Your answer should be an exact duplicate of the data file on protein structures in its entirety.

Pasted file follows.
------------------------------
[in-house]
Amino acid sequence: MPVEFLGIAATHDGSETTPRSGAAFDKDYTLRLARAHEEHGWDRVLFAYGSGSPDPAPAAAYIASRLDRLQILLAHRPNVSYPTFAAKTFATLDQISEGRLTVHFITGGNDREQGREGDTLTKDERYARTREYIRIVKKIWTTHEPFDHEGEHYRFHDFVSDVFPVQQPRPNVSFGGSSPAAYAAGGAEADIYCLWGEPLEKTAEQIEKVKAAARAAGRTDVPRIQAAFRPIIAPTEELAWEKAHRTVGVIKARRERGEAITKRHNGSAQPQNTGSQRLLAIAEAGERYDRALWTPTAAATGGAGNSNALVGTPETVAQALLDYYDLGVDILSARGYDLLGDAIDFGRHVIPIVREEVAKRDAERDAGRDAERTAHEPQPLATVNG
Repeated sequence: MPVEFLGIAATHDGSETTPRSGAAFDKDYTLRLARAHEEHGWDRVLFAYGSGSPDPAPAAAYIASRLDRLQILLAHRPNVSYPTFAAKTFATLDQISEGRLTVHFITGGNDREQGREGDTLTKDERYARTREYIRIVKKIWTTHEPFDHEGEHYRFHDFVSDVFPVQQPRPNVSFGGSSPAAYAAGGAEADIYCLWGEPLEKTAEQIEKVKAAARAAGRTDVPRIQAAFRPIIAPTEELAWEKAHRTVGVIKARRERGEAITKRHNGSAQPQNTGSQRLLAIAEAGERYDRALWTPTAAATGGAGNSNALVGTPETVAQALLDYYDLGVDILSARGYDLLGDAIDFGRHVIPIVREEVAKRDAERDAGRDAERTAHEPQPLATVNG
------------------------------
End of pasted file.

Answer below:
[in-house]
Amino acid sequence: MPVEFLGIAATHDGSETTPRSGAAFDKDYTLRLARAHEEHGWDRVLFAYGSGSPDPAPAAAYIASRLDRLQILLAHRPNVSYPTFAAKTFATLDQISEGRLTVHFITGGNDREQGREGDTLTKDERYARTREYIRIVKKIWTTHEPFDHEGEHYRFHDFVSDVFPVQQPRPNVSFGGSSPAAYAAGGAEADIYCLWGEPLEKTAEQIEKVKAAARAAGRTDVPRIQAAFRPIIAPTEELAWEKAHRTVGVIKARRERGEAITKRHNGSAQPQNTGSQRLLAIAEAGERYDRALWTPTAAATGGAGNSNALVGTPETVAQALLDYYDLGVDILSARGYDLLGDAIDFGRHVIPIVREEVAKRDAERDAGRDAERTAHEPQPLATVNG
Repeated sequence: MPVEFLGIAATHDGSETTPRSGAAFDKDYTLRLARAHEEHGWDRVLFAYGSGSPDPAPAAAYIASRLDRLQILLAHRPNVSYPTFAAKTFATLDQISEGRLTVHFITGGNDREQGREGDTLTKDERYARTREYIRIVKKIWTTHEPFDHEGEHYRFHDFVSDVFPVQQPRPNVSFGGSSPAAYAAGGAEADIYCLWGEPLEKTAEQIEKVKAAARAAGRTDVPRIQAAFRPIIAPTEELAWEKAHRTVGVIKARRERGEAITKRHNGSAQPQNTGSQRLLAIAEAGERYDRALWTPTAAATGGAGNSNALVGTPETVAQALLDYYDLGVDILSARGYDLLGDAIDFGRHVIPIVREEVAKRDAERDAGRDAERTAHEPQPLATVNG